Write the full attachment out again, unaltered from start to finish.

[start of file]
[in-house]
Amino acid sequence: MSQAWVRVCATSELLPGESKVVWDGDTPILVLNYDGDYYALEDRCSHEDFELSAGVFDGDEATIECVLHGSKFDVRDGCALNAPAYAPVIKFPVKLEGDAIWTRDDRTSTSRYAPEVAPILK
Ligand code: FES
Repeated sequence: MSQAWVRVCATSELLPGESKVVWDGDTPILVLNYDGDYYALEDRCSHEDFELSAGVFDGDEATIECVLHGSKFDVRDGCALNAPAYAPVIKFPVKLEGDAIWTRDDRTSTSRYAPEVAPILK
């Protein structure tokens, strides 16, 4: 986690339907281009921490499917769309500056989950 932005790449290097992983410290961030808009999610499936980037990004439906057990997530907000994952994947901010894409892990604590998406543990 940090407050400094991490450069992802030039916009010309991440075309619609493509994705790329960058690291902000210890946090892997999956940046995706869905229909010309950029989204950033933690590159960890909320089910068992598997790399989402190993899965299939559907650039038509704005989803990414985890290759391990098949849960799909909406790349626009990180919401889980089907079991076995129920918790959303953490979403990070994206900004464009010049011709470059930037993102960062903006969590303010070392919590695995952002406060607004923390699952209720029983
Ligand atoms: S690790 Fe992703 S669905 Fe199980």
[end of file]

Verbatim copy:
[in-house]
Amino acid sequence: MSQAWVRVCATSELLPGESKVVWDGDTPILVLNYDGDYYALEDRCSHEDFELSAGVFDGDEATIECVLHGSKFDVRDGCALNAPAYAPVIKFPVKLEGDAIWTRDDRTSTSRYAPEVAPILK
Ligand code: FES
Repeated sequence: MSQAWVRVCATSELLPGESKVVWDGDTPILVLNYDGDYYALEDRCSHEDFELSAGVFDGDEATIECVLHGSKFDVRDGCALNAPAYAPVIKFPVKLEGDAIWTRDDRTSTSRYAPEVAPILK
């Protein structure tokens, strides 16, 4: 986690339907281009921490499917769309500056989950 932005790449290097992983410290961030808009999610499936980037990004439906057990997530907000994952994947901010894409892990604590998406543990 940090407050400094991490450069992802030039916009010309991440075309619609493509994705790329960058690291902000210890946090892997999956940046995706869905229909010309950029989204950033933690590159960890909320089910068992598997790399989402190993899965299939559907650039038509704005989803990414985890290759391990098949849960799909909406790349626009990180919401889980089907079991076995129920918790959303953490979403990070994206900004464009010049011709470059930037993102960062903006969590303010070392919590695995952002406060607004923390699952209720029983
Ligand atoms: S690790 Fe992703 S669905 Fe199980």